Sermon: How to Inherit God’s Kingdom
Scripture: Matthew 5:3
In this week’s lessons, we learn what it means to be poor in spirit.
Theme: Confronted by God
Now, there is only one more observation that needs to be added to these comments on the first beatitude. I have said that there must be an emptying of a person before there can be a filling by God. There must be a true poverty of spirit. But this is not natural to man. In fact, it is impossible and we must therefore add that nothing but a direct confrontation with the holy, just, and loving God will produce it.
You see, it’s never possible to create a true poverty of spirit by looking within ourselves or by looking around at other people. The human heart is corrupt, and because of it you will always latch upon someone who is worse in some respect than yourself. You will find someone who is prouder than you are, and although you may still be quite proud you will congratulate yourself on being humble. You will find someone who has strong fits of temper, and although you too have a temper you will congratulate yourself on being more moderate in your temper than he. So it will go with all of the failings that make you less perfect than Jesus Christ and therefore the fit object of his mercy and salvation.
And yet, you need not look to other men for the basis of a self-evaluation. You may look to God as you see him reflected in the person of the Lord Jesus Christ. There you will learn a true humility, a true sense of need, and the result will be beneficial. You will say as Isaiah did when he saw God, “Woe is me! for I am undone; because I am a man of unclean lips, and I dwell in the midst of a people of unclean lips; for mine eyes have seen the King, the LORD of hosts” (Isa. 6:5). C.S. Lewis once wrote of this experience,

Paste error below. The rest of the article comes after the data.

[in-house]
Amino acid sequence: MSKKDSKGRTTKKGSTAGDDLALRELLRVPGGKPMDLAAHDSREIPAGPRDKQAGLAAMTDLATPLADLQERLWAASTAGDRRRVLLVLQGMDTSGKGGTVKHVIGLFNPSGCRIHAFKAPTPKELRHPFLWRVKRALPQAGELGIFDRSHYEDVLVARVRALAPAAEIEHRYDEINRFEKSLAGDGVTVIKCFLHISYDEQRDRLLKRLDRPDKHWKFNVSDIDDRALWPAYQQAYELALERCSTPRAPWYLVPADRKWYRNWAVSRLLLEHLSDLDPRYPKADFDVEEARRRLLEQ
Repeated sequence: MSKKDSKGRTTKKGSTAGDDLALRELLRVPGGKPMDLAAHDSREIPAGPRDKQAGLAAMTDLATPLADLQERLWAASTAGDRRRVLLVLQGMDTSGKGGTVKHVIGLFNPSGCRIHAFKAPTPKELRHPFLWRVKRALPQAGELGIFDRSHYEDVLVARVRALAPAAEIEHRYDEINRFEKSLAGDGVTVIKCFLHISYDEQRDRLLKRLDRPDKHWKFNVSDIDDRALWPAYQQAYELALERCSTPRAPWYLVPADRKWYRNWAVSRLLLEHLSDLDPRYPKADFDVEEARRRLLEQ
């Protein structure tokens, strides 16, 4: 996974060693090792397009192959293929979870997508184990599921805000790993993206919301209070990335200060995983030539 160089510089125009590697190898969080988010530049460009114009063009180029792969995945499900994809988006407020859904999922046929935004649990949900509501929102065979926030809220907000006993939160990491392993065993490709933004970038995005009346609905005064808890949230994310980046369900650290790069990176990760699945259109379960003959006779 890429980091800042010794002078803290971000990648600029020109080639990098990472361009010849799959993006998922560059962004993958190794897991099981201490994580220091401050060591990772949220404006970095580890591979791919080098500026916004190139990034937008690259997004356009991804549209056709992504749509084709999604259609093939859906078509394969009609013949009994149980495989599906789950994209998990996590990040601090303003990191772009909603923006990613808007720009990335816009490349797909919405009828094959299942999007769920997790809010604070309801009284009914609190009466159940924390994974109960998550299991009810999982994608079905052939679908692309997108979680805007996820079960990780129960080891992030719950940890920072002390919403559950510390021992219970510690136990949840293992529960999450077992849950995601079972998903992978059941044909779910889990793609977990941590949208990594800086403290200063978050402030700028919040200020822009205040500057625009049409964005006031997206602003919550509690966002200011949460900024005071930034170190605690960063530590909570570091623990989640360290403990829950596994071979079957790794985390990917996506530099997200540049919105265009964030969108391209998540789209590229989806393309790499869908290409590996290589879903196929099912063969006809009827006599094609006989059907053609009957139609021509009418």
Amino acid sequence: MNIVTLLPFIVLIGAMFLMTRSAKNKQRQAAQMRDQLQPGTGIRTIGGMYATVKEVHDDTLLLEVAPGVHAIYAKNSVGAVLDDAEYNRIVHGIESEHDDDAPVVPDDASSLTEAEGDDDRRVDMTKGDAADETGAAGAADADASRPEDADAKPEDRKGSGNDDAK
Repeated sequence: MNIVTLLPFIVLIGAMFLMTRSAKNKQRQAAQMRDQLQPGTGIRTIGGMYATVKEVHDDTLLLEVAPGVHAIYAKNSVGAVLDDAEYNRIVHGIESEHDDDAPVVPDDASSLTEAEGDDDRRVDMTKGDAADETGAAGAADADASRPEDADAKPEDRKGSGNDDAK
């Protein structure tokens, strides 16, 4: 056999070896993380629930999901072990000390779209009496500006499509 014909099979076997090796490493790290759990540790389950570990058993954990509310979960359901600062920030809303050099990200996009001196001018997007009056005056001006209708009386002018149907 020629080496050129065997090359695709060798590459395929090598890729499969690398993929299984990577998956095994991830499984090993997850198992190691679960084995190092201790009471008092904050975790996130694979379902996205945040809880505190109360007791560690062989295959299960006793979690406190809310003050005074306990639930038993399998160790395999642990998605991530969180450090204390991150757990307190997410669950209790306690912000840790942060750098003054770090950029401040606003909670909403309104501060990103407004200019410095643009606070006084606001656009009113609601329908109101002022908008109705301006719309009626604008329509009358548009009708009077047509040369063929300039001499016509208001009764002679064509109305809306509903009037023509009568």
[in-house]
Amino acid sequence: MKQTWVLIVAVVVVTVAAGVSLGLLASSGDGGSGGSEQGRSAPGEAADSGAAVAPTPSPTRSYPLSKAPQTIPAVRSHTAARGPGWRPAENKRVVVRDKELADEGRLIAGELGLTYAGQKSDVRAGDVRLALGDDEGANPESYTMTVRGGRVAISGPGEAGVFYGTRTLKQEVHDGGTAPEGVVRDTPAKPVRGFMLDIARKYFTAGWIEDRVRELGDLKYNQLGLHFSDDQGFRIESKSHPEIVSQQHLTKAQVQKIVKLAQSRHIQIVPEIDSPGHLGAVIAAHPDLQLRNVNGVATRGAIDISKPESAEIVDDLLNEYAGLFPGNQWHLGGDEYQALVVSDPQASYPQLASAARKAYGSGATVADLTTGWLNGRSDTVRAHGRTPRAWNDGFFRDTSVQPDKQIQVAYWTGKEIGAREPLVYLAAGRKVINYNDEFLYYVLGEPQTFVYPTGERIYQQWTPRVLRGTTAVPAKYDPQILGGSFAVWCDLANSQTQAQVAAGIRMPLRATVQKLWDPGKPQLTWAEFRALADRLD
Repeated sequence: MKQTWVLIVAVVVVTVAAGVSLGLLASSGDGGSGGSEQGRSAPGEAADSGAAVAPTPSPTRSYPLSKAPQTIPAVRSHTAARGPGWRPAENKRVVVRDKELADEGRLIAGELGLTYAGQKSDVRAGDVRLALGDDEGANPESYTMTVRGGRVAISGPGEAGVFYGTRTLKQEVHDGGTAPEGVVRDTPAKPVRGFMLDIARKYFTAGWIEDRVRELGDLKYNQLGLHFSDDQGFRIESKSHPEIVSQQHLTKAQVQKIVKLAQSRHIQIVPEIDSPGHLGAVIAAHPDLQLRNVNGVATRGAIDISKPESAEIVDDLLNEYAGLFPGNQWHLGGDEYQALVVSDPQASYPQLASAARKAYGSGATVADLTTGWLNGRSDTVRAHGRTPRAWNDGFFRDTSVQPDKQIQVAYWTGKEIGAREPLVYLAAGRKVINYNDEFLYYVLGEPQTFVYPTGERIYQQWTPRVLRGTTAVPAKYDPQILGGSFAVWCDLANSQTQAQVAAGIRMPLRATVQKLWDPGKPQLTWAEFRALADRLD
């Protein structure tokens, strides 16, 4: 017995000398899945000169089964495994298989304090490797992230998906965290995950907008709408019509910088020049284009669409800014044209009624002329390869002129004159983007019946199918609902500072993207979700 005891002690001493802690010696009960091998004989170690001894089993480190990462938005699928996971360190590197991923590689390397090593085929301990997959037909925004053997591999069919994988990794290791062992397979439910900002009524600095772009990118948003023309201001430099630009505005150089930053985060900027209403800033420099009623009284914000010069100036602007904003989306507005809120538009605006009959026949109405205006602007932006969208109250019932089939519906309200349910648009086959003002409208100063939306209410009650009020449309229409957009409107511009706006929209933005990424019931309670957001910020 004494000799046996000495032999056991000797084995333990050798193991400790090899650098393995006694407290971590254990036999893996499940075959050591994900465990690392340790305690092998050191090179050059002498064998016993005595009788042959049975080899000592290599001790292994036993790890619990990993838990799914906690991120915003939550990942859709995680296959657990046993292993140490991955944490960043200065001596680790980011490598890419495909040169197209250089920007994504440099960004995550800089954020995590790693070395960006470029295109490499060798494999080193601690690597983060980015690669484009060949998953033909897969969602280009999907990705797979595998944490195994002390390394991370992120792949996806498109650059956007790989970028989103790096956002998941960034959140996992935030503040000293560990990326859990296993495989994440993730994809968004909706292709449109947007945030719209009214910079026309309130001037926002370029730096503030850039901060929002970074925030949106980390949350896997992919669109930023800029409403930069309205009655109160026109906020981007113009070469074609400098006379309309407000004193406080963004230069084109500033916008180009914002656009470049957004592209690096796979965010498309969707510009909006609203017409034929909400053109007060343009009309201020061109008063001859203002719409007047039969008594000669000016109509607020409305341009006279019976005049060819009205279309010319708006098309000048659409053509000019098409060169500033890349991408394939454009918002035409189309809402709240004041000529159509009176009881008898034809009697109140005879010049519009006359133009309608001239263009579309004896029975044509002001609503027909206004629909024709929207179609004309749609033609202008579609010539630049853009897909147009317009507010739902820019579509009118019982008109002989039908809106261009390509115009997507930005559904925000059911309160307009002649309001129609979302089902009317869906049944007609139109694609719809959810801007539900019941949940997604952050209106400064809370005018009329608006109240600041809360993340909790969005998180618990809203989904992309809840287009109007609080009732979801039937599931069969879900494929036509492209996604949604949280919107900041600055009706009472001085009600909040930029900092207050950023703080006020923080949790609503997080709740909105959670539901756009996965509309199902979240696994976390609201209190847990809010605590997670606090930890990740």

Whenever we find that our religious life is making us feel that we are good—above all, that we are better than someone —I think we may be sure that we are being acted upon, not by God, but by the devil. The real test of being in the presence of God is that you either forget about yourself altogether or see yourself as a small, dirty object. It is better to forget about yourself altogether.1
As we continue our studies of the Beatitudes I am sure that both of those things will happen. But one other thing will happen also. We shall see more and more of Jesus, the one who is himself the Sermon on the Mount, and we shall be drawn increasingly closer to him.
1C. S. Lewis, Mere Christianity (New York: Macmillan, 1958), 96-97.
To become poor in spirit, why must we not look within ourselves or to other people?
What does C. S. Lewis say is the real test of being in the presence of God? What do you think he means by this?
Prayer: Regularly ask the Lord to help you better to reflect the image of Christ to those around you.